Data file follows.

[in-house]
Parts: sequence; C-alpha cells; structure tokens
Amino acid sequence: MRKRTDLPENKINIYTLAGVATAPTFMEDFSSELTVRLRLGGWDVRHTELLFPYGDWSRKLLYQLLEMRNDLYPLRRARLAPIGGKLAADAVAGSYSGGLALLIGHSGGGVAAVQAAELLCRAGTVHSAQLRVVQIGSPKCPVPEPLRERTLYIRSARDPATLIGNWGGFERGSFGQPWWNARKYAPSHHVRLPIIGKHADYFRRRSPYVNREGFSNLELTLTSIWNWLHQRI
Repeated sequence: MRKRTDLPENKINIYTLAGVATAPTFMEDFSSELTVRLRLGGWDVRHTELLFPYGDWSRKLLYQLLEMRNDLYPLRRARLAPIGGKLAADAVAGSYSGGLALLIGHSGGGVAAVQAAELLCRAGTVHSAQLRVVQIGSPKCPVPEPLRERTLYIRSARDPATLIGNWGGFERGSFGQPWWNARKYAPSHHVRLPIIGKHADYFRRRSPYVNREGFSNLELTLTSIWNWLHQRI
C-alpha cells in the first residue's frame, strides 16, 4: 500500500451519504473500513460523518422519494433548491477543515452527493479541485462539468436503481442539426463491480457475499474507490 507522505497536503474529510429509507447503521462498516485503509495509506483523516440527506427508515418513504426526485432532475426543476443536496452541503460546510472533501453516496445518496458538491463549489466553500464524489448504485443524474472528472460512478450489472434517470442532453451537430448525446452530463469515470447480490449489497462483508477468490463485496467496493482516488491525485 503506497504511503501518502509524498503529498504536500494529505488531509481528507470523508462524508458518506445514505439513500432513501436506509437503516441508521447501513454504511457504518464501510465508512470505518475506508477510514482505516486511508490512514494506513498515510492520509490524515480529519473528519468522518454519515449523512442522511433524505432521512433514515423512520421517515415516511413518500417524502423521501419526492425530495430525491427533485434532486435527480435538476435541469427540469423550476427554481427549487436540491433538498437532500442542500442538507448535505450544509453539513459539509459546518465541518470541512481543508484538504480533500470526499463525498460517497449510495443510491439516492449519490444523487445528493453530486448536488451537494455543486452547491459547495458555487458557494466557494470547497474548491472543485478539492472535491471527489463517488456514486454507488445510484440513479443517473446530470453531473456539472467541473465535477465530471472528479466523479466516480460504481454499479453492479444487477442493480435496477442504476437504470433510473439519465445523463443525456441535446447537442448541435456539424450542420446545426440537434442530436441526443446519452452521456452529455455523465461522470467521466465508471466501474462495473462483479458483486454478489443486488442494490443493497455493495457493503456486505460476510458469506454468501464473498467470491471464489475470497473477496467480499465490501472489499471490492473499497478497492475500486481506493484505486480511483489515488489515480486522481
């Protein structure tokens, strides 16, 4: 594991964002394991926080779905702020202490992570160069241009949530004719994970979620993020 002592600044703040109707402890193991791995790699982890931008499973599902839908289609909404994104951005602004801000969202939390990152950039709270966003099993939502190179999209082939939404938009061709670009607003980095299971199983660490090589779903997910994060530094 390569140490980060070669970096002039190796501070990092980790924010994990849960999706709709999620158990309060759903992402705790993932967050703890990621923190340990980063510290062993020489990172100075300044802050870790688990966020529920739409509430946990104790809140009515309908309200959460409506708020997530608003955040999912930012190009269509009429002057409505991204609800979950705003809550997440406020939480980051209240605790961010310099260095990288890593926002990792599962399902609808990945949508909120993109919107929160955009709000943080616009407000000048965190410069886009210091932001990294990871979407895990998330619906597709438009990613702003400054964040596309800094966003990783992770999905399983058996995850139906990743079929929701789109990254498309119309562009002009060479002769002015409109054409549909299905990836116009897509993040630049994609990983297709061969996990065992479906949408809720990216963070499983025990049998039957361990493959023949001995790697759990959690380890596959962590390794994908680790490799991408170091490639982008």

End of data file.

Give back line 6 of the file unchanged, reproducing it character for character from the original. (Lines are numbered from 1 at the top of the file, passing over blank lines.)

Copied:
């Protein structure tokens, strides 16, 4: 594991964002394991926080779905702020202490992570160069241009949530004719994970979620993020 002592600044703040109707402890193991791995790699982890931008499973599902839908289609909404994104951005602004801000969202939390990152950039709270966003099993939502190179999209082939939404938009061709670009607003980095299971199983660490090589779903997910994060530094 390569140490980060070669970096002039190796501070990092980790924010994990849960999706709709999620158990309060759903992402705790993932967050703890990621923190340990980063510290062993020489990172100075300044802050870790688990966020529920739409509430946990104790809140009515309908309200959460409506708020997530608003955040999912930012190009269509009429002057409505991204609800979950705003809550997440406020939480980051209240605790961010310099260095990288890593926002990792599962399902609808990945949508909120993109919107929160955009709000943080616009407000000048965190410069886009210091932001990294990871979407895990998330619906597709438009990613702003400054964040596309800094966003990783992770999905399983058996995850139906990743079929929701789109990254498309119309562009002009060479002769002015409109054409549909299905990836116009897509993040630049994609990983297709061969996990065992479906949408809720990216963070499983025990049998039957361990493959023949001995790697759990959690380890596959962590390794994908680790490799991408170091490639982008």